The whole saga started back in 1992, during a period of political turmoil in Canada as the Charlottetown Accord was rejected in a referendum and Quebec separatism surged. In December of that year, the Natural Resources Conservation Board approved a massive development in Canmore that covers approximately 80 per cent of developable land in the town.
The plan was to build golf courses, hotels, housing and commercial properties along a vast strip of land on the west end of the town and snaking down the valley. The board approved of the plan as long as there were adequate wildlife corridors.
Since then, the project has floundered and the property changed hands. The area plans have also changed since council approved previous iterations in 2004. Gone are the golf courses, among other significant changes.
The current plans for two new neighbourhoods include housing for up to 14,500 people, as well as a hotel, arts centre, a possible school, and light industrial, office and commercial spaces.
Canmore council voted against the latest plan in 2021 and argued the decades-old approval related to what was essentially a completely different project. That decision was overturned by the Alberta Land and Property Rights Tribunal in 2022, which led Canmore to petition the Court of Appeal.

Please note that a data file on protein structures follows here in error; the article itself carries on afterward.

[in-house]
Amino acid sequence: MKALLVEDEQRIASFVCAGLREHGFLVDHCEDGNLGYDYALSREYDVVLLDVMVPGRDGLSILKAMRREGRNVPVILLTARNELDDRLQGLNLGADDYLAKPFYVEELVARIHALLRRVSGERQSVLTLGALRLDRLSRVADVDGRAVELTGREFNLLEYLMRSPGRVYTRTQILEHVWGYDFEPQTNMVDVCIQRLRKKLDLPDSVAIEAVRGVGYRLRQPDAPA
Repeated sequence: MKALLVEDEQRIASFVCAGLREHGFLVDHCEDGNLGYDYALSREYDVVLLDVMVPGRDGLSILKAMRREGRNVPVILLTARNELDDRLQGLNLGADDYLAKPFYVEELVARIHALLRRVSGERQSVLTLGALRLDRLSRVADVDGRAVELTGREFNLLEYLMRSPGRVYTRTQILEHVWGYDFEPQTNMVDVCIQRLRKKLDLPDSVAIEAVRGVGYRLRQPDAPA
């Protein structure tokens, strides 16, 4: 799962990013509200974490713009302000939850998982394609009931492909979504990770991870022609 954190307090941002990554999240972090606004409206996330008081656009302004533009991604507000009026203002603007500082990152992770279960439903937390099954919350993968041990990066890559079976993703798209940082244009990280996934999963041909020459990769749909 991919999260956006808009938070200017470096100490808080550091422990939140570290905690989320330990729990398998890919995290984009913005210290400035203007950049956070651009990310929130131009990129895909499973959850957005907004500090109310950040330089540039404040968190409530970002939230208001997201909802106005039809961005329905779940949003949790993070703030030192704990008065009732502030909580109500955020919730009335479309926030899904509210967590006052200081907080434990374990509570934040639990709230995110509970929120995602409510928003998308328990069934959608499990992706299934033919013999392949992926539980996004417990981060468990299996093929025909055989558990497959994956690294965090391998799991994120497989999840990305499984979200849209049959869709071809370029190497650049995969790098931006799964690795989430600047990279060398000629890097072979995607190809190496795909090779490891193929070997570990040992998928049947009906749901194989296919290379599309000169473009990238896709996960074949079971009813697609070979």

In November of last year, that court rejected Canmore’s bid to overturn the tribunal decision and, because the town had already pledged not to escalate its battle to the Supreme Court, closed the final legal avenue available to the town.
Now that the area plans and changes to the municipal development plan are in place, the long process of building the full development begins. That in itself could take decades.
“I expect that just like any other area structure plan, over time there may be some variations. And I think that it’s important to have open lines of communication with Three Sisters Mountain Village,” Krausert said in an interview after the vote.
He thinks the vote will have an impact on at least some aspects of the lawsuit filed by the developer.
“I’m sure that there will be some discussions about that,” he said, but wouldn’t elaborate.
“It’s a matter before the courts, and so I probably shouldn’t comment any further,” he said.
Opponents of the development argue the project is too large, taking up most of the developable land left to Canmore, it won’t address housing affordability or vacancy rates and it will impact critical wildlife corridors in the area.